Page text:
Question Detail

How do you cure teacher burn-out?

Jun 8, 2013 5:48pm

I know we're approaching vacation, but after my fourth year of inner city teaching I feel exhausted, insecure, and lonely in my profession. How can I find the inspiration I used to have?

  • English Language Arts
  • 9-12
  • Celebrating Teachers


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    • Jun 10, 2013 12:28am

      Ny year actually just started here in Korea. i remember when I used to have 9 classes a day and 4 on Saturday. let me ask you this: What would tell a student who tells you that they feel lost and lonely in the class? As an ELA teacher, whenever I am in trouble, I always ask, What would Atticus Finch do in this situation? What would Huck think about this? Atticus would probably tell you to stay focused, find ways to save time, give student more autonomy in the class to give you less work. Give students more responsibility to help you. You will end up helping yourself. Think about more engaging ways, more ways to have fun, and more ways to be interesting in the classroom. Then you will no longer take your trouble home with you. Try to come up with ways that maximize the things you do such as planning, grading, supervising, and teaching in general. That will give you at least some breathing room.

      • Jun 10, 2013 11:43pm

        Hi Emily,
        Over the summer, maybe you can take time to network with other teachers, brainstorm fun lesson plans and get some some and inspiring ideas for the next school year (this site is a good place to start!). And also this summer, make time for yourself. Sleep in, spend a few weeks without thinking about school or work, do something other activities that interest you. I always feel a little burned out out at the end of each year and come back refreshed after summer. Teaching is a tough job!

        • Jun 11, 2013 8:02am

          There is no easy answer best advice? Be the kind of teacher you would have wanted to have. Think about who your favorite teacher was when you were in school. What is it about that teacher that drew you in? Why was that teacher special? Think about what you were going through when you were in school it doesn't matter if your life was in some ways easier or harder than your students, we all have issues we deal with from time to time. I know that when I'm bored most likely so will my students. If I get upset, students sense it. In these moments take a step back, take a deep breath...I even tell my students I need a moment to find my "happy place". =) Usually, I take a couple of deep breaths, sometimes I say some funny phrases from time like I need a Fairly Oddparent...usually my students ask...what would you wish for...and so forth, I've even got a bag of Dove chocolates in my desk drawer for those "emergency" occasions for me not the kids.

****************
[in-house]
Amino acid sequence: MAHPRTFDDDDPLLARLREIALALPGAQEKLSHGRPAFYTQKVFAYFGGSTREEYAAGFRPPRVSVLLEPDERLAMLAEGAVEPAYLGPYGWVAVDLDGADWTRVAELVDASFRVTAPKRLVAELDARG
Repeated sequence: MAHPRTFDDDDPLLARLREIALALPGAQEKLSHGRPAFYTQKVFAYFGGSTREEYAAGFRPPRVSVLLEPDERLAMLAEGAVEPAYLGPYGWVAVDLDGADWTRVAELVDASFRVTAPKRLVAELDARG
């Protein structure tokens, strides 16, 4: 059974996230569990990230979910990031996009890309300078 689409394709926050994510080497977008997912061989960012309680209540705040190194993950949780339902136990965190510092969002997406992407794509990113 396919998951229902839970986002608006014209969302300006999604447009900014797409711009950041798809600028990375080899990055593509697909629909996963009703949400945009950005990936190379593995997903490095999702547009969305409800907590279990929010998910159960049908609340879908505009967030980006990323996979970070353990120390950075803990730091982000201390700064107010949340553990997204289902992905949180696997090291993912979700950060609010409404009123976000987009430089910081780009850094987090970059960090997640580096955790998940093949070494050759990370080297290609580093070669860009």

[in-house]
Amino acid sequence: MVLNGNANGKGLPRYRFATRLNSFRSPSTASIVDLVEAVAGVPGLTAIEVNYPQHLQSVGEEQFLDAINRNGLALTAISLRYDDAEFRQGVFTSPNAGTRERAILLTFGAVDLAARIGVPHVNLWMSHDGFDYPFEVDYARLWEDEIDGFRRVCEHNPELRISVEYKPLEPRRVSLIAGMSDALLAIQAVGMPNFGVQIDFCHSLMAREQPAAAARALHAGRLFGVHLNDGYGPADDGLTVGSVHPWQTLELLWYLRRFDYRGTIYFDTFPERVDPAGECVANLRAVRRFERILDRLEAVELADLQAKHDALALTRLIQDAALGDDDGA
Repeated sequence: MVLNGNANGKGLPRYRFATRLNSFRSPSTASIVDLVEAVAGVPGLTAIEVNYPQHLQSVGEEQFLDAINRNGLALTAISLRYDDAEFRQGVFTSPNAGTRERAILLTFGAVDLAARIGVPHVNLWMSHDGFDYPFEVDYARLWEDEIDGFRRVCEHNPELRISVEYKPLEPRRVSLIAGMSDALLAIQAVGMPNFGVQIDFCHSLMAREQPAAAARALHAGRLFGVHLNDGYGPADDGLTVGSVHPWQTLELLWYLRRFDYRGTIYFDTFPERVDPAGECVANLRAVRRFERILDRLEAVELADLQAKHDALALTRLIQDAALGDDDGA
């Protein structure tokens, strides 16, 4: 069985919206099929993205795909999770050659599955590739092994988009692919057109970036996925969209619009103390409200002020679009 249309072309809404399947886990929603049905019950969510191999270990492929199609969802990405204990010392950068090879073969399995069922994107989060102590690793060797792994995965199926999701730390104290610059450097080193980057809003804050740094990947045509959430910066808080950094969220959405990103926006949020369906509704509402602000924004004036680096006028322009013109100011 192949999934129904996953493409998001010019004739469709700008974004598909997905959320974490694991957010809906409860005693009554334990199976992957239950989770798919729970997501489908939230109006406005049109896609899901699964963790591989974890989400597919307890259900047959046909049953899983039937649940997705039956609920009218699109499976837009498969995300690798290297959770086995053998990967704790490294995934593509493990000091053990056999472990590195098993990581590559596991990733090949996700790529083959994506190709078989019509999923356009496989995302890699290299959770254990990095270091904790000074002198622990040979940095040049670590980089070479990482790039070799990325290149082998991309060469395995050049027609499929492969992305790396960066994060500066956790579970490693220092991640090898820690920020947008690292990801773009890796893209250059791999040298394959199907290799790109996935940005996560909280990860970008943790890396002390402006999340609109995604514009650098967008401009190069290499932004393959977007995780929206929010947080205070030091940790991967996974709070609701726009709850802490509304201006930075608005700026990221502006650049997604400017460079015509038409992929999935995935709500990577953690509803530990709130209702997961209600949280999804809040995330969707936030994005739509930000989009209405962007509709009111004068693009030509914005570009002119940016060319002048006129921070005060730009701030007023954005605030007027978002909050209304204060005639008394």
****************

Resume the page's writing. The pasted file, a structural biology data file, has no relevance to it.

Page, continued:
• Jun 11, 2013 8:03am

            My greatest lesson after 10 years of teaching is not to take myself so seriously. Reassess everyday. Reassess what is important and focus on the good! We are so busy focusing on the negative aspects of teaching we never focus on the good. Make the good more important. In each class write one positive thing about that class. I like Susie's outfit today...I like Joe's personality...I like the questions so an so asked...And remember you are one person and what you do makes a difference.

            • Jun 11, 2013 12:54pm


              I've had years like that. Teaching is draining, and so much more so when you're in urban settings. I always find that taking time for myself helps me to feel rejuvenated. I remember once I made a list of things that would make me feel better: getting a pedicure, watching Sex and the City (I know, horrible, huh?), buying a chai latte, and during the summer, I did every single one of them. Also, as everyone else said, connect with positive people. There are true rock stars in urban education who come back renewed year after year. Seek them out and connect with them.